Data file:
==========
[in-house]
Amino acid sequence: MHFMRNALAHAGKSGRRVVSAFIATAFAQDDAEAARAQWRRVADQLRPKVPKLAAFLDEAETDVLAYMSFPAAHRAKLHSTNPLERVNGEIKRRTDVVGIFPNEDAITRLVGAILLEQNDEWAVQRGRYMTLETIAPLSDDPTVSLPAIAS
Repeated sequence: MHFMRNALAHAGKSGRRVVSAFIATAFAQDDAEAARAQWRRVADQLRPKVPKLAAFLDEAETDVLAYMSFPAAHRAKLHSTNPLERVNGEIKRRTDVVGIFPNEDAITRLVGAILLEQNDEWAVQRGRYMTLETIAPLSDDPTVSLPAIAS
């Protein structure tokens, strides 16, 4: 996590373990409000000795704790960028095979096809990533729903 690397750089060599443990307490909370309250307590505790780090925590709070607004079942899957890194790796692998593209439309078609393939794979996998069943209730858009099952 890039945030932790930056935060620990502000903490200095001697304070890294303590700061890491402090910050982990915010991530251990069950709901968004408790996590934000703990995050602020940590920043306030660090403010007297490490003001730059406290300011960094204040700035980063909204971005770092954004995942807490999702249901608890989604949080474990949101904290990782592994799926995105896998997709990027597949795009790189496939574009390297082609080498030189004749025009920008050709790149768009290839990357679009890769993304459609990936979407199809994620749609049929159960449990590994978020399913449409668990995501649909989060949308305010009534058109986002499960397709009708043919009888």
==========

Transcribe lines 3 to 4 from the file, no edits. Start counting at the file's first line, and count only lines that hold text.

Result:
Repeated sequence: MHFMRNALAHAGKSGRRVVSAFIATAFAQDDAEAARAQWRRVADQLRPKVPKLAAFLDEAETDVLAYMSFPAAHRAKLHSTNPLERVNGEIKRRTDVVGIFPNEDAITRLVGAILLEQNDEWAVQRGRYMTLETIAPLSDDPTVSLPAIAS
């Protein structure tokens, strides 16, 4: 996590373990409000000795704790960028095979096809990533729903 690397750089060599443990307490909370309250307590505790780090925590709070607004079942899957890194790796692998593209439309078609393939794979996998069943209730858009099952 890039945030932790930056935060620990502000903490200095001697304070890294303590700061890491402090910050982990915010991530251990069950709901968004408790996590934000703990995050602020940590920043306030660090403010007297490490003001730059406290300011960094204040700035980063909204971005770092954004995942807490999702249901608890989604949080474990949101904290990782592994799926995105896998997709990027597949795009790189496939574009390297082609080498030189004749025009920008050709790149768009290839990357679009890769993304459609990936979407199809994620749609049929159960449990590994978020399913449409668990995501649909989060949308305010009534058109986002499960397709009708043919009888």